We are all human, blessed with the gift and curse of emotions and ego. In a world full of predators, honoring your feelings and staying true to yourself is a virtue that should never be downplayed or taken for granted. But if we don’t take the time to reflect on our feelings, set standards for what we want, what we need and what we will accept, these very human things called emotions and ego can take us down a path of horrors that only prolongs us from getting where we need to be.
So what do we do? The answer isn’t so simple.
Having been down that path of horrors, having found myself and pulled myself out of the depths, I can say the best thing anyone can do is be alone for a while. Don’t jump into a relationship immediately after ending one. Let yourself heal. Let yourself be alone and reflect on the lessons you were meant to learn from that relationship ending. Let yourself realize from your past relationships what it is that you genuinely want and need and what it is that you will accept and will not accept.
Learn to be alone and learn to love and enjoy doing things by yourself. Learn what it is that you actually like to do, not just what you are doing because the person you were with loved it. Take care of yourself and give yourself space to grow and expand. Realize any relationship that makes you feel like you couldn’t survive if it ended is not a healthy one and is an urgent warning sign it is time for you to look within yourself to see what void you are trying to fill with another person. Then fill that void yourself. You cannot truly love someone, fully and completely, if you don’t love yourself. Likewise, no one can truly love you if they do not love themselves.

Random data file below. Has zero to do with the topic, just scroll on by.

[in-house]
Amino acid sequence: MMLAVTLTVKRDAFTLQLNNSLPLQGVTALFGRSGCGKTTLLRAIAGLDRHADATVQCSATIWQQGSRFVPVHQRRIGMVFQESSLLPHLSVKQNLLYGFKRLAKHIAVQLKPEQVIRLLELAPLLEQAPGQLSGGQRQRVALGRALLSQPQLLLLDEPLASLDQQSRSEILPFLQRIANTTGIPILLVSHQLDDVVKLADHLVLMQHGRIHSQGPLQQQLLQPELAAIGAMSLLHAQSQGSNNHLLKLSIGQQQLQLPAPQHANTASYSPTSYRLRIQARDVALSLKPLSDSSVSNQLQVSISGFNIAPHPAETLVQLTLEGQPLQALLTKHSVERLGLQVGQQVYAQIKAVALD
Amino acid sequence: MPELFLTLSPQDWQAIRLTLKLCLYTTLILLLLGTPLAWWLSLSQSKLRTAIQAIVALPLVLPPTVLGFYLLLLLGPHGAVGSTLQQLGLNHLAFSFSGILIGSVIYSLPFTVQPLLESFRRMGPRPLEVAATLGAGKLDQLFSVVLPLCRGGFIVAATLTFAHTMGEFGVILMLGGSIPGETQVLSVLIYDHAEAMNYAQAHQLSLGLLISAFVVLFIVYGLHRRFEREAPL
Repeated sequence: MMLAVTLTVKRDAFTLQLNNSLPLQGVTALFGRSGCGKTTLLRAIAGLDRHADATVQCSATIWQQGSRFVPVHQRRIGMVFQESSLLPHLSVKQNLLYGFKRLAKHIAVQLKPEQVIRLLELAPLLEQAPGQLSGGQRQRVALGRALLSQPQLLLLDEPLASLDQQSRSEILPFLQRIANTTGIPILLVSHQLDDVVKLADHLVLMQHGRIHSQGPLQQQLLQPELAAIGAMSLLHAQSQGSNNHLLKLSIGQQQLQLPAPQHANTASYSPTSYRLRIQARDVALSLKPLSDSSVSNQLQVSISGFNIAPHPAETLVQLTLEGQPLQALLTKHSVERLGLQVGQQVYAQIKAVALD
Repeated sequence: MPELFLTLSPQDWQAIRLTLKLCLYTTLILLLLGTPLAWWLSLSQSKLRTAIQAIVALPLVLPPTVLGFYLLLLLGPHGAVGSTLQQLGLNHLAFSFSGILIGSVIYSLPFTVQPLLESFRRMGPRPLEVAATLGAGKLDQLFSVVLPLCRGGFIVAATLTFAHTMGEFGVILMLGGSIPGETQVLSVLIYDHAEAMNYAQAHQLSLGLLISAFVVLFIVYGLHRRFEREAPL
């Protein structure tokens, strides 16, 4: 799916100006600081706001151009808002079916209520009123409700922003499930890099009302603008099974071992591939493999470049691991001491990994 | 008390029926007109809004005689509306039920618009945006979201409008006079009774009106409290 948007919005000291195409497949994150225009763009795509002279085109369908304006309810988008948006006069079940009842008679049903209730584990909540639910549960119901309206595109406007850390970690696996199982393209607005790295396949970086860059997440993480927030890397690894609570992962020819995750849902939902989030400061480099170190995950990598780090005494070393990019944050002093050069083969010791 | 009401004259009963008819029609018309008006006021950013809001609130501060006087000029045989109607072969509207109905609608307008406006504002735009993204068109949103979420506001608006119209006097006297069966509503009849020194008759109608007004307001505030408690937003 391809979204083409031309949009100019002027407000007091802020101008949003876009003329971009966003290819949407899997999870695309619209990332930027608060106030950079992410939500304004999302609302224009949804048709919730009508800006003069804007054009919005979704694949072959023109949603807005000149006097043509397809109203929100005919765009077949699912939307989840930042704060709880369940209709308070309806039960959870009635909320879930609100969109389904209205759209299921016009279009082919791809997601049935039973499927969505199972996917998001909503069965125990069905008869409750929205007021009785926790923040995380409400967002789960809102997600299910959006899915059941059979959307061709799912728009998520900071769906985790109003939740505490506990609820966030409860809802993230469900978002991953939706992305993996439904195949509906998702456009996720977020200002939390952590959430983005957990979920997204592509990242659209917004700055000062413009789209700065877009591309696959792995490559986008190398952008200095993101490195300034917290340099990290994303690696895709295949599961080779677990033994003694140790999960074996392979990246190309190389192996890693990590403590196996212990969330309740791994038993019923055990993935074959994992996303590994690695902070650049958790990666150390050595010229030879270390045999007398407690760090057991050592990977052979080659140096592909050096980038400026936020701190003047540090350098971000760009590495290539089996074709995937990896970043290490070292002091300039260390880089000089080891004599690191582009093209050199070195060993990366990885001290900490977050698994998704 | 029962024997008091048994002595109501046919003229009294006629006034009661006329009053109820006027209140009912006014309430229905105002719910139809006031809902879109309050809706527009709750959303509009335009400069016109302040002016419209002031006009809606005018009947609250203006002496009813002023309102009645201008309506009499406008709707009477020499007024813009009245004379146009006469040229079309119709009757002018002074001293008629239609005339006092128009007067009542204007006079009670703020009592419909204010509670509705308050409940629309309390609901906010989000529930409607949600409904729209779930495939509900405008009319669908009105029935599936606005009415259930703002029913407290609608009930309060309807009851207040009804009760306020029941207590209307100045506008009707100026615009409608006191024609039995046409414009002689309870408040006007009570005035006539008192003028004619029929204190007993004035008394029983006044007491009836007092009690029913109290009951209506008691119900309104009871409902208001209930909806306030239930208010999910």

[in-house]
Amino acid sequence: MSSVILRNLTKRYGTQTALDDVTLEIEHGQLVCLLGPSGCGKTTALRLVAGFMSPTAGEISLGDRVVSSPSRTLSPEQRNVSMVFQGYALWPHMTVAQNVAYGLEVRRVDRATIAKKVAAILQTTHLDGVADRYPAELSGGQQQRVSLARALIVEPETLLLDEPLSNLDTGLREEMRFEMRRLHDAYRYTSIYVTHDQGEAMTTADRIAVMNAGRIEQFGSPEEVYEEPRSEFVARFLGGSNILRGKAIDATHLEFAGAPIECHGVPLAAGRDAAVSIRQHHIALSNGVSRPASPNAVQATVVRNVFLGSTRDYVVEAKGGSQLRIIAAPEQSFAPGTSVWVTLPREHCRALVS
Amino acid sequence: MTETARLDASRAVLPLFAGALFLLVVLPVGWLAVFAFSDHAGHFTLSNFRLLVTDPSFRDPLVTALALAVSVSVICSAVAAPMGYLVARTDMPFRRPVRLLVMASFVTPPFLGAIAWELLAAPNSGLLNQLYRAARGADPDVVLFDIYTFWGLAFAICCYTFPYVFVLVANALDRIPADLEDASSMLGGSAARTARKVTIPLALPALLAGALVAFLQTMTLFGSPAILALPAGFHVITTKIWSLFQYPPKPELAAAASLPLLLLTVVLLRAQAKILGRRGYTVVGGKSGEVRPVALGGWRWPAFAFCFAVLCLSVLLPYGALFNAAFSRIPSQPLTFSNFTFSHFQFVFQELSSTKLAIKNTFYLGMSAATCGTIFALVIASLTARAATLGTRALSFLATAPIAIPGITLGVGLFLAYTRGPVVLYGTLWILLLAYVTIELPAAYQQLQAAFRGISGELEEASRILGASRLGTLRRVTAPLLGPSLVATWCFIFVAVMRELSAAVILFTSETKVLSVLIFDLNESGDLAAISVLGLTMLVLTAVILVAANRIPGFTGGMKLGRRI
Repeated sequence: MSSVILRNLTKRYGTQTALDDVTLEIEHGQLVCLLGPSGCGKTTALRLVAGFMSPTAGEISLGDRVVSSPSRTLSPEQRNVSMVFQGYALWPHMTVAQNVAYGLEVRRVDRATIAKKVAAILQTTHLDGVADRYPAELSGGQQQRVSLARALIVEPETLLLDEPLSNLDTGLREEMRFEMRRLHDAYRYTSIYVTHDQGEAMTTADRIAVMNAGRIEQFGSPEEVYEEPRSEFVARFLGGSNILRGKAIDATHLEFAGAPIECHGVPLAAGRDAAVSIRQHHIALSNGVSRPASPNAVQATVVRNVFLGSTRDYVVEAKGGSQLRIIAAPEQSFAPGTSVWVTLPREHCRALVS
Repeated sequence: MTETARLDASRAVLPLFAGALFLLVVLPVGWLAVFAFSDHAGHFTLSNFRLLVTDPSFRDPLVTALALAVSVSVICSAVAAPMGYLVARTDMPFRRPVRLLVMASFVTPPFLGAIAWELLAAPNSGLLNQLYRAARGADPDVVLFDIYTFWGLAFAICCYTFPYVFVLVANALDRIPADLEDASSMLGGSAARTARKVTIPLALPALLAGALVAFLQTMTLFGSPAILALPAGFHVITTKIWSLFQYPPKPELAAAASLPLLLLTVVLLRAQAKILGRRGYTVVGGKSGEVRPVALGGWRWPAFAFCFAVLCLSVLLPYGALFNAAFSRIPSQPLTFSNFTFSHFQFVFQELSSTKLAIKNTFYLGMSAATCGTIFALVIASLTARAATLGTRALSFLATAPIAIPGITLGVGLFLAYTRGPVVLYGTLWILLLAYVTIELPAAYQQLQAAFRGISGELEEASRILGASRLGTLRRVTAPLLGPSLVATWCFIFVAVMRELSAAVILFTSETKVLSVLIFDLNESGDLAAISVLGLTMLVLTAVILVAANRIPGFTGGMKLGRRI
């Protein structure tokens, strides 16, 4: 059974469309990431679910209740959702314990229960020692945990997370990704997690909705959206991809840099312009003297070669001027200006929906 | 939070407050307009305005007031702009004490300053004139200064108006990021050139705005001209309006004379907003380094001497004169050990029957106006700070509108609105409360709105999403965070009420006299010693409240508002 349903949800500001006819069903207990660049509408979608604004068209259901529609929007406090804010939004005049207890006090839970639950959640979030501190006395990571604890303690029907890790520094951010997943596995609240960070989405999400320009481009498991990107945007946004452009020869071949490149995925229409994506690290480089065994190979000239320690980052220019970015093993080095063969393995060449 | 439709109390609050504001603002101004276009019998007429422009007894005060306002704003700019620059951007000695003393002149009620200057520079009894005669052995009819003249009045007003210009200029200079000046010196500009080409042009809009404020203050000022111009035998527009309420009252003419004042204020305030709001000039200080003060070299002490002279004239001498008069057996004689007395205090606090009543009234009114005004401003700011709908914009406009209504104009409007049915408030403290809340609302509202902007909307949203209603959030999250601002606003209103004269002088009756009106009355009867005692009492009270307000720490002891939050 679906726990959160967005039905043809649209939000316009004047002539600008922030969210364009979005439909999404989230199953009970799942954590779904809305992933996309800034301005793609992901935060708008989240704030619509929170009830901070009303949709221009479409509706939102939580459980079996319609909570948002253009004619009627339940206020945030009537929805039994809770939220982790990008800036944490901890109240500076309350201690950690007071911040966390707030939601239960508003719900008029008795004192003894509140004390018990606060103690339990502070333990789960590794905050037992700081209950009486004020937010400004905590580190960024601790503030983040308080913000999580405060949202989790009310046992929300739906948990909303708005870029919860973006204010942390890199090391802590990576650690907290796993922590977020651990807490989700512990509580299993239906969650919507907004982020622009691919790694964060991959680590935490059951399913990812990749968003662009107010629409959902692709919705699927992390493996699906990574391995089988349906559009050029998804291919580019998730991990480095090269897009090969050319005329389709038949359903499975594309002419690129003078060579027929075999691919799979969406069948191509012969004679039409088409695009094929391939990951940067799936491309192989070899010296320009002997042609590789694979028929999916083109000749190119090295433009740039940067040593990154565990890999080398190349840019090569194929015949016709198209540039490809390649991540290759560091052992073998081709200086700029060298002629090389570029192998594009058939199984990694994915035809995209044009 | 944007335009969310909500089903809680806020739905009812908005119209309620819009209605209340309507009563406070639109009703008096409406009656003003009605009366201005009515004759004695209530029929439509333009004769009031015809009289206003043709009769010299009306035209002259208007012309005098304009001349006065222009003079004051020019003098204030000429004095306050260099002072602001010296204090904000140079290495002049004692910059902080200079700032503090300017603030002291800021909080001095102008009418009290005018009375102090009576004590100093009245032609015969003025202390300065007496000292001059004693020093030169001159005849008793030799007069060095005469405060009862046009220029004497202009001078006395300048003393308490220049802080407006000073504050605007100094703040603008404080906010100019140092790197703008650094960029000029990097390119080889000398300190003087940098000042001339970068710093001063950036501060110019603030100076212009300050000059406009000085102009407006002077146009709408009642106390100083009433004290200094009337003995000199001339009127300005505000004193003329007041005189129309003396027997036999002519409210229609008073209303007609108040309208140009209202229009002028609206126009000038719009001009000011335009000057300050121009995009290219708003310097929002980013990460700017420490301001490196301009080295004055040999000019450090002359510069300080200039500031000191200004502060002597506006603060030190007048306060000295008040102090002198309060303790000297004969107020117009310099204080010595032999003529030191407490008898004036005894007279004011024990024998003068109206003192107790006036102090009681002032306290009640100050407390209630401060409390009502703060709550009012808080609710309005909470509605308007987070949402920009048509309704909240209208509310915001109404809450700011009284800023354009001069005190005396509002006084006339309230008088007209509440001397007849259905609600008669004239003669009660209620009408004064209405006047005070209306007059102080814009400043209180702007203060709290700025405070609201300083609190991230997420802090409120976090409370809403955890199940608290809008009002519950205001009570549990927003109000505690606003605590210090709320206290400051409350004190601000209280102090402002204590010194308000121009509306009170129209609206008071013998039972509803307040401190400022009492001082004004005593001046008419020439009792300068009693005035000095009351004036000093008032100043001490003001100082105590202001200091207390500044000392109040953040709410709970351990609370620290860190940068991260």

Too often, we fall victim to putting a bandaid on our wounds by shifting the emotions we feel deep within ourselves into a new relationship — and what we perceive as being loved by someone else. This seems to temporarily numb the inner demons or, at the very least, allow us to ignore what we need to face. That’s when we can take the complexity of our emotions and put them to good use. Allow yourself to fully feel what you are trying to bury within yourself. Let it out and face the inner demons that haunt you. The haunting will never cease until you confront them, accept them, and let it go. You will never find the relationship that feeds your soul until you supply your own soul first.”
This story was submitted to Love What Matters by Christina Feldermann, 35, of Michigan. Follow her journey on Instagram here. Do you have a similar experience? We’d like to hear your important journey. Submit your own story here. Be sure to subscribe to our free email newsletter for our best stories, and YouTube for our best videos.
Read more stories from Christina here:
‘You’re the girl who cries on her way to work but walks in with a smile on her face. The girl who never asks for help.’: Woman reminds us ‘there is no shame in being vulnerable’
‘She called the police on me while in my dorm because I didn’t text her back soon enough. I finally committed to cutting her out of my life, for good.’: Woman says narcissist mother ‘showed me everything I do not want to be’
‘I am a daughter of a mother who alienated me from my father, erasing him from my life. My story is never told, the story that gets ignored.’: Woman details the effects of parental alienation
‘I’d get married at Taco Bell and wear a piece of string around my finger if it meant spending the rest of my life with the person I adore.’: After abusive relationship, woman says marriage isn’t about material possessions.